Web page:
Navajo Tech Veterinary Technology Program uses NIFA grant to teach students animal care.
This post is part of the Science Tuesday feature series on the USDA blog. Check back each week as we showcase stories and news from USDA’s rich science and research profile.
USDA honors the achievements of American Indians during Native American Heritage Month and year-round. With educational funding and support from the National Institute of Food and Agriculture (NIFA), Navajo Technical College in Crownpoint, N.M., is one of the many tribal colleges and 1994 land-grant institutions doing considerable work in the scientific fields. Read more »
For thousands of families and communities along the US/Mexico border, USDA Rural Development (RD) has provided help…and hope.
Over the past four years we have invested more than $1.2 billion dollars in Colonias in Arizona, California, New Mexico, and Texas—financing a range of projects from clinics and hospitals to water and waste water systems, from state-of-the-art energy-saving photovoltaic solar energy systems to child care centers, from local rural businesses to food banks.
Colonias are neighborhoods or communities within 150 miles of the U.S./Mexico border that are economically distressed. For many the basic infrastructure that most Americans take for granted is non-existent. Such was the case on the Tohono O’odham Nation in southern Arizona. Most of the homesites on this sprawling reservation are miles from the nearest water/waste water infrastructure. Homes were built years ago without indoor plumbing…and the hope of adding sanitary facilities was stymied by the lack of access to treatment facilities. Read more »
This eighteen solar panel array is generating more than enough electricity to offset the cost of energy it takes to run the Los Ebanistas, Inc. contracting firm’s woodshop and offices in Dixon, NM on an everyday basis. The extra energy that is generated is then routed back into the electric grid allowing Los Ebanistas to make a profit on the additional energy.
It’s 8:20 AM and Jo Ann Shelby, the manager of Compass Components, in Deming, New Mexico is beginning her day by going over her latest work production and business expense reports. She finds the cost of electricity to light the 90,000 square foot assembly plant is down 50 percent. Read more »
L-R: Orlando Housing Authority President Vivian Bryant; Agriculture Secretary Tom Vilsack; Rural Development Florida State Director Richard Machek and Rural Development Florida Single Family Housing Program Director Daryl Cooper participated in a business roundtable in Orlando, Fla., last Friday. They discussed the USDA Rural Development Home Refinancing Pilot Program which is available to USDA borrowers in 19 states.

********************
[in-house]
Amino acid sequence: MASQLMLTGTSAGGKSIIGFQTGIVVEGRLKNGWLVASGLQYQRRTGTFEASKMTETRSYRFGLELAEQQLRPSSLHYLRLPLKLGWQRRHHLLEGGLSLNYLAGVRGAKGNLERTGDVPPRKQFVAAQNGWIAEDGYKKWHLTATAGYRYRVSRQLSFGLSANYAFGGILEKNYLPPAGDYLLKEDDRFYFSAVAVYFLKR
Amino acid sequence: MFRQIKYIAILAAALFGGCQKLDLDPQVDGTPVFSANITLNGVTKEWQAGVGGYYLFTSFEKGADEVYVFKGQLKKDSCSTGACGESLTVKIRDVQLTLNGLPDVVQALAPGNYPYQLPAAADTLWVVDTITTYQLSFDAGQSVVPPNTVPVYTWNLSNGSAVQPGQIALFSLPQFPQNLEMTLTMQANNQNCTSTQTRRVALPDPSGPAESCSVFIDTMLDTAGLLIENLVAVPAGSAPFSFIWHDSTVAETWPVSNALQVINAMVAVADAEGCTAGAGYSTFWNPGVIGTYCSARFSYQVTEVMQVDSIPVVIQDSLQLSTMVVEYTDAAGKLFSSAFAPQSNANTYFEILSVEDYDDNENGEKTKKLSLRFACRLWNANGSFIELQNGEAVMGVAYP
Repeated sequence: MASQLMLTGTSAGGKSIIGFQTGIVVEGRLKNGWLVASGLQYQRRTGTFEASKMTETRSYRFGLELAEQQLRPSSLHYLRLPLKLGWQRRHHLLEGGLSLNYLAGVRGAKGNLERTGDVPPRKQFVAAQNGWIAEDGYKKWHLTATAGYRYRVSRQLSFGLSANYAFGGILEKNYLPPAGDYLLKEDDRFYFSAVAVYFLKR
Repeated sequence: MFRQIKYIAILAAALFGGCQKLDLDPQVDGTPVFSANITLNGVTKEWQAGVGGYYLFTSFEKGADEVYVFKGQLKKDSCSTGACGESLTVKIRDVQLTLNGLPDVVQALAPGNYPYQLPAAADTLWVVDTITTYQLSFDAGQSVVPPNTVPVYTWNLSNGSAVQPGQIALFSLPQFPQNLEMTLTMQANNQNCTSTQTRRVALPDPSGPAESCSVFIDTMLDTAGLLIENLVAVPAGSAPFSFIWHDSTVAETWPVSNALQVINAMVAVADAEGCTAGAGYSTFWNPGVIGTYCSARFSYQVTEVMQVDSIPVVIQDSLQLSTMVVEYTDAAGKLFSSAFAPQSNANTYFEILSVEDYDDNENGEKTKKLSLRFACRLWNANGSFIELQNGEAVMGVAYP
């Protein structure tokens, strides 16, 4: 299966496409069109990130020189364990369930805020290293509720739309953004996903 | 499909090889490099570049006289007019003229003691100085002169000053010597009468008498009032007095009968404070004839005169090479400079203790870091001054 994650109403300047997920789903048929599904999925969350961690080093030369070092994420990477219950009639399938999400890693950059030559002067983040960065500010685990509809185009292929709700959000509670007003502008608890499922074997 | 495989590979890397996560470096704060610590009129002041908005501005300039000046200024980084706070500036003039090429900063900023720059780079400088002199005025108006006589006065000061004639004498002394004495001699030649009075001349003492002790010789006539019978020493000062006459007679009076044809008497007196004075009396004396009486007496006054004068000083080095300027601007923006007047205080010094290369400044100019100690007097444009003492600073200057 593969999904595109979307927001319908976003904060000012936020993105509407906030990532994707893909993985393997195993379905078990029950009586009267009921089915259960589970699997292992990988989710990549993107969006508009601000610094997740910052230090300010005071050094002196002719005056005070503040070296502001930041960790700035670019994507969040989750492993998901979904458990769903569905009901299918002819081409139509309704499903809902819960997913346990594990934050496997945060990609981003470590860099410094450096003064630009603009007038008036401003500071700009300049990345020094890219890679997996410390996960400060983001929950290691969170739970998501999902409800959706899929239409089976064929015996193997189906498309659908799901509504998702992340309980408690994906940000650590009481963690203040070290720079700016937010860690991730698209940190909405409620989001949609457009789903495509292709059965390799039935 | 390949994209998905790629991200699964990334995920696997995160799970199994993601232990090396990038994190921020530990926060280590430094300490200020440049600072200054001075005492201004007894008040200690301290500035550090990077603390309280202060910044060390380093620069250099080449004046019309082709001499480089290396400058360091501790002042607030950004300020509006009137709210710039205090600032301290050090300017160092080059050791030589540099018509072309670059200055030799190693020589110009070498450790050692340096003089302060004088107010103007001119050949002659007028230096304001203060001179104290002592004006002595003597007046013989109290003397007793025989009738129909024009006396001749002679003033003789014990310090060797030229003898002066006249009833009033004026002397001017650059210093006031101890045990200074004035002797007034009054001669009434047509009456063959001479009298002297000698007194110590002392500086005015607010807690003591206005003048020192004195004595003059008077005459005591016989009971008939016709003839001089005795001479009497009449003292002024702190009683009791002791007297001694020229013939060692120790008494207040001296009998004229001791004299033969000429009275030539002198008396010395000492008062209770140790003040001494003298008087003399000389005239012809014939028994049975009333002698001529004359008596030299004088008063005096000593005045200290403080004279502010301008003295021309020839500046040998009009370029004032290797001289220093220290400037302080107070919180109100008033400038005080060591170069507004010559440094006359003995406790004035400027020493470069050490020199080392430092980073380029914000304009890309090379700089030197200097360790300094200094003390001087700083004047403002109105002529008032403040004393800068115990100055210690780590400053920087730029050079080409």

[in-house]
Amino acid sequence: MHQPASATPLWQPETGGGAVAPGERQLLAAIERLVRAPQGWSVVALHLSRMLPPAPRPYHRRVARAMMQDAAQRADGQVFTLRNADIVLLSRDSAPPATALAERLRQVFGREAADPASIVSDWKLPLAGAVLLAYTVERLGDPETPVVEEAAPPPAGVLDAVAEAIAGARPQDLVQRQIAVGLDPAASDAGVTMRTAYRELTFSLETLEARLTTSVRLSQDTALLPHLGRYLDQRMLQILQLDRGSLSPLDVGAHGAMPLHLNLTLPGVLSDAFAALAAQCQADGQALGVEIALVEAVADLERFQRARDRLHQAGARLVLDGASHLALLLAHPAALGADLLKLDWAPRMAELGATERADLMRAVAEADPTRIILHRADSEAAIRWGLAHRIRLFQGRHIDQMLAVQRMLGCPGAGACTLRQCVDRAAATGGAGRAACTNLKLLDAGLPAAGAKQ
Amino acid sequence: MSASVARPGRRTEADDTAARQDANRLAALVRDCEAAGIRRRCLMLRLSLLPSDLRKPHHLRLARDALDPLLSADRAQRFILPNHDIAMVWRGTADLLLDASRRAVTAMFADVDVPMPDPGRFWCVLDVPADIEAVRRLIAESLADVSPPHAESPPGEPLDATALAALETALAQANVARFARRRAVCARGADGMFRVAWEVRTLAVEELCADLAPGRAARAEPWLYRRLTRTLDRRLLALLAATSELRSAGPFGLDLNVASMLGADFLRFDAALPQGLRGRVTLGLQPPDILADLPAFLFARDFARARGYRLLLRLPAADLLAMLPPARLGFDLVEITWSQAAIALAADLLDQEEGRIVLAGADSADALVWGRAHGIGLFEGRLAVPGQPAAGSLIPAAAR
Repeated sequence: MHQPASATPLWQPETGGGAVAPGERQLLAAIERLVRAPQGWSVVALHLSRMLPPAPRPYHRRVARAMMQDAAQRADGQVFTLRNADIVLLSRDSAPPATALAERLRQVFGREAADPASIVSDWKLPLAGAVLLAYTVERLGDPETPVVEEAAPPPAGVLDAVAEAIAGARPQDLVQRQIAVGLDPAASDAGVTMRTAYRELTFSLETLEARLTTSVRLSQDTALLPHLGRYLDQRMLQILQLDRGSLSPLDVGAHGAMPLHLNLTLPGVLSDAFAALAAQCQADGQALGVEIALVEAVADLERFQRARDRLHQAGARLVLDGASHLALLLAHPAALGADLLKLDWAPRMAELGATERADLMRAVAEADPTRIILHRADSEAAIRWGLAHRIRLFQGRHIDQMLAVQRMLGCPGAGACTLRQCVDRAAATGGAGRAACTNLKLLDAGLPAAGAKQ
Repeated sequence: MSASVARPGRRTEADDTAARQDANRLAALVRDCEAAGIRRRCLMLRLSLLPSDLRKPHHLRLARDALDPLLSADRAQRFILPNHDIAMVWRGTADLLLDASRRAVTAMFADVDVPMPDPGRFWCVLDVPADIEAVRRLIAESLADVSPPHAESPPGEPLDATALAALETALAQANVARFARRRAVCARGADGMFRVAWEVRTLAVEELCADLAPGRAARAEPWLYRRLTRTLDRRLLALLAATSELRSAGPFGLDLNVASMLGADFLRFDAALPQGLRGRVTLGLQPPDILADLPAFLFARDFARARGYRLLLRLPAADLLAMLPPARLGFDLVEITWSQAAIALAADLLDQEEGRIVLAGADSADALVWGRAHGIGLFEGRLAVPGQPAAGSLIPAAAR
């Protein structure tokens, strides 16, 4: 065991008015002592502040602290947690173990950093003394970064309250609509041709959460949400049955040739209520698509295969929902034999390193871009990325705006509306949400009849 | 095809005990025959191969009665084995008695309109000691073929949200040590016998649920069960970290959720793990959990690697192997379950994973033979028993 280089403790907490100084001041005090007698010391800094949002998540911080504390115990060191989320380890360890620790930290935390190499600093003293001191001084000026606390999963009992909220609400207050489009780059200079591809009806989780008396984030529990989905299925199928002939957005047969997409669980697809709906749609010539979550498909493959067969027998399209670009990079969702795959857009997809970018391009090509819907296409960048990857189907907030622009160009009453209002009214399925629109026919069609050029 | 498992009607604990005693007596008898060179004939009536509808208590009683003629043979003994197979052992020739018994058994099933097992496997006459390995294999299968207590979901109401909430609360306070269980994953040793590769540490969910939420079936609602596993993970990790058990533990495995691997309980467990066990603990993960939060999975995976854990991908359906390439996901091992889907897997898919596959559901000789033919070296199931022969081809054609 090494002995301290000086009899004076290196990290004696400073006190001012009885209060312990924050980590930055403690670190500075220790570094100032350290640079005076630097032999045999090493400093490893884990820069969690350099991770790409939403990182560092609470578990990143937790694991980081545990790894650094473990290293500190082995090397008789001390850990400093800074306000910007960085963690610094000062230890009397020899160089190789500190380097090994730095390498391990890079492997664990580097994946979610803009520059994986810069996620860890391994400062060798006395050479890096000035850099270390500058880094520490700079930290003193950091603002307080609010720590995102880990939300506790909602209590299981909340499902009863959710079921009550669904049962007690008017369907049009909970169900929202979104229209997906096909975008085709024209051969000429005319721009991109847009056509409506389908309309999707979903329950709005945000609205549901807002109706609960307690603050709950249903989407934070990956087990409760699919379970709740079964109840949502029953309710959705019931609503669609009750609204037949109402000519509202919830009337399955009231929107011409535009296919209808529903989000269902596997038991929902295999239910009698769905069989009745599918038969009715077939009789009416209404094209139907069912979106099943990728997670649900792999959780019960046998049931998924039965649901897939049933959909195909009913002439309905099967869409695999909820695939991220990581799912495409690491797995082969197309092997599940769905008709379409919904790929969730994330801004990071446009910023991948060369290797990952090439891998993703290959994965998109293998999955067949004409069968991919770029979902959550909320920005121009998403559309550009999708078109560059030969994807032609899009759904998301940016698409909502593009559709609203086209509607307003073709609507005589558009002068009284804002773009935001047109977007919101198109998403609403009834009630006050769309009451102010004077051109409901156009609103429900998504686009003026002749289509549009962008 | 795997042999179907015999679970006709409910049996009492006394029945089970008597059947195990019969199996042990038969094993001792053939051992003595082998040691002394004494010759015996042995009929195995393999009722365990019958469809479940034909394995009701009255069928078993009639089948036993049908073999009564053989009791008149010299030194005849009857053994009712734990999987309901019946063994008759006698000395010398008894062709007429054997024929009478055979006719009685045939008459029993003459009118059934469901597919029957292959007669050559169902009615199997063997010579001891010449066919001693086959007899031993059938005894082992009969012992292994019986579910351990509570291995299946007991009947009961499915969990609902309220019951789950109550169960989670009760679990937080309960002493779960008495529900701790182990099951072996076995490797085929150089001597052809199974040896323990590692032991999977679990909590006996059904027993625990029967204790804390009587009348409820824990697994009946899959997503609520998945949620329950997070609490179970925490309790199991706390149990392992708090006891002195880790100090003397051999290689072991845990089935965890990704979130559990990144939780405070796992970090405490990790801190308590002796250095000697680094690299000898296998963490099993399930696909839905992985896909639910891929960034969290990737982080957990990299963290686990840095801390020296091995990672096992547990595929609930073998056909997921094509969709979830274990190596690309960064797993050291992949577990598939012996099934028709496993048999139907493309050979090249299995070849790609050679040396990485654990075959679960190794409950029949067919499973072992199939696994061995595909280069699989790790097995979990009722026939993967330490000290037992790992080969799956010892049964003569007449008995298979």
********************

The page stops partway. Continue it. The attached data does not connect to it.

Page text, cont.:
When most people think of Orlando, Florida, they envision exciting theme parks, Cinderella’s castle and a mouse with big ears. But when USDA Secretary Tom Vilsack visited Orlando on February 24th, it was with a different vision in mind. Read more »
Assessing the Track Fire aftermath: NRCS New Mexico employee Brian Schwebke (far right), a member of the NRCS Damage Survey Report Team, and officials of the City of Raton, view a sediment pond.
Disaster struck northern New Mexico on June 12, 2011, as the human-caused “Track Fire” exploded north of Raton, in Colfax County. Within 72 hours, 27,790 acres were scorched in New Mexico and Colorado. Luckily, USDA’s Natural Resources Conservation Service (NRCS) was able to begin the restoration of the Lake Maloya watershed area almost immediately through its Emergency Watershed Protection (EWP) Program. Read more »
The No Kid Hungry New Mexico Campaign, an initiative of the New Mexico Collaboration to End Hunger, is gaining partners and momentum. The campaign is less than a year old, but already progress has been made on the 2011 goals: Increasing participation in the summer meals program, school breakfast, and SNAP, the Supplemental Nutrition Assistance Program. It’s so important to connect eligible people with the federal nutrition safety net. And that is exactly what Share Our Strength and its partners are doing in New Mexico and across the nation to end childhood hunger.
Part of the No Kid Hungry New Mexico campaign centers on school breakfast, an area of special interest to me. I can see the potential to reach more children just by changing the way breakfast is offered to students. A healthy breakfast makes a big impact on a child’s well being – physically and mentally. That translates to better attentiveness, performance and behavior in school, too. This method also eliminates the stigma for low-income children of coming to school early for a free breakfast in the cafeteria. And many children simply can’t get to school before the first bell. Read more »